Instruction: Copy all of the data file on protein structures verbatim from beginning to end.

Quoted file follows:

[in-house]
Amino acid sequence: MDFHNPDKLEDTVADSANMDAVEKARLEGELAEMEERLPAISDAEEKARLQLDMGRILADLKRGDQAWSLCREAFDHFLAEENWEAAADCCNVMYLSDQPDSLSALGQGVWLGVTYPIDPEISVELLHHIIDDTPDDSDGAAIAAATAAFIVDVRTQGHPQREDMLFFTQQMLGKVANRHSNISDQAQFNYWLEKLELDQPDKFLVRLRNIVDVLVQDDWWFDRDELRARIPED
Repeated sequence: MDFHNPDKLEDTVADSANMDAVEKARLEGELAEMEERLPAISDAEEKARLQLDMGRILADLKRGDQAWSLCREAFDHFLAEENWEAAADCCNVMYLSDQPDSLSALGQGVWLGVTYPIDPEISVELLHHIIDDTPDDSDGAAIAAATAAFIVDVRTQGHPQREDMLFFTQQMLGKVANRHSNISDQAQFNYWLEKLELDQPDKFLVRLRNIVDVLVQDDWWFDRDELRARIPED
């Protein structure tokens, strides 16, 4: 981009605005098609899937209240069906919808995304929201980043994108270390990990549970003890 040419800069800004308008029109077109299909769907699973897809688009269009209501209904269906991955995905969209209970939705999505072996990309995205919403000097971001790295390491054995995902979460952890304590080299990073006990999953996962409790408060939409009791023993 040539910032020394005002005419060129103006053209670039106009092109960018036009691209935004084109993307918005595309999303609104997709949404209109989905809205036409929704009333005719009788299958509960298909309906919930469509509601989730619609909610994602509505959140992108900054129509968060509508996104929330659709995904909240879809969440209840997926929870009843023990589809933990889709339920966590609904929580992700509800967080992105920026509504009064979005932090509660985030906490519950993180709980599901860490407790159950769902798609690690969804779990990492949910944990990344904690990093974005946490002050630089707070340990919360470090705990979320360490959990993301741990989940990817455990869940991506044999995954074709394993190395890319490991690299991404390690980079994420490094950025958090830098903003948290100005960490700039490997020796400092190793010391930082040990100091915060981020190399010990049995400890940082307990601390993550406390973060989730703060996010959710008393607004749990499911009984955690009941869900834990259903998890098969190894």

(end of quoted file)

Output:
[in-house]
Amino acid sequence: MDFHNPDKLEDTVADSANMDAVEKARLEGELAEMEERLPAISDAEEKARLQLDMGRILADLKRGDQAWSLCREAFDHFLAEENWEAAADCCNVMYLSDQPDSLSALGQGVWLGVTYPIDPEISVELLHHIIDDTPDDSDGAAIAAATAAFIVDVRTQGHPQREDMLFFTQQMLGKVANRHSNISDQAQFNYWLEKLELDQPDKFLVRLRNIVDVLVQDDWWFDRDELRARIPED
Repeated sequence: MDFHNPDKLEDTVADSANMDAVEKARLEGELAEMEERLPAISDAEEKARLQLDMGRILADLKRGDQAWSLCREAFDHFLAEENWEAAADCCNVMYLSDQPDSLSALGQGVWLGVTYPIDPEISVELLHHIIDDTPDDSDGAAIAAATAAFIVDVRTQGHPQREDMLFFTQQMLGKVANRHSNISDQAQFNYWLEKLELDQPDKFLVRLRNIVDVLVQDDWWFDRDELRARIPED
């Protein structure tokens, strides 16, 4: 981009605005098609899937209240069906919808995304929201980043994108270390990990549970003890 040419800069800004308008029109077109299909769907699973897809688009269009209501209904269906991955995905969209209970939705999505072996990309995205919403000097971001790295390491054995995902979460952890304590080299990073006990999953996962409790408060939409009791023993 040539910032020394005002005419060129103006053209670039106009092109960018036009691209935004084109993307918005595309999303609104997709949404209109989905809205036409929704009333005719009788299958509960298909309906919930469509509601989730619609909610994602509505959140992108900054129509968060509508996104929330659709995904909240879809969440209840997926929870009843023990589809933990889709339920966590609904929580992700509800967080992105920026509504009064979005932090509660985030906490519950993180709980599901860490407790159950769902798609690690969804779990990492949910944990990344904690990093974005946490002050630089707070340990919360470090705990979320360490959990993301741990989940990817455990869940991506044999995954074709394993190395890319490991690299991404390690980079994420490094950025958090830098903003948290100005960490700039490997020796400092190793010391930082040990100091915060981020190399010990049995400890940082307990601390993550406390973060989730703060996010959710008393607004749990499911009984955690009941869900834990259903998890098969190894």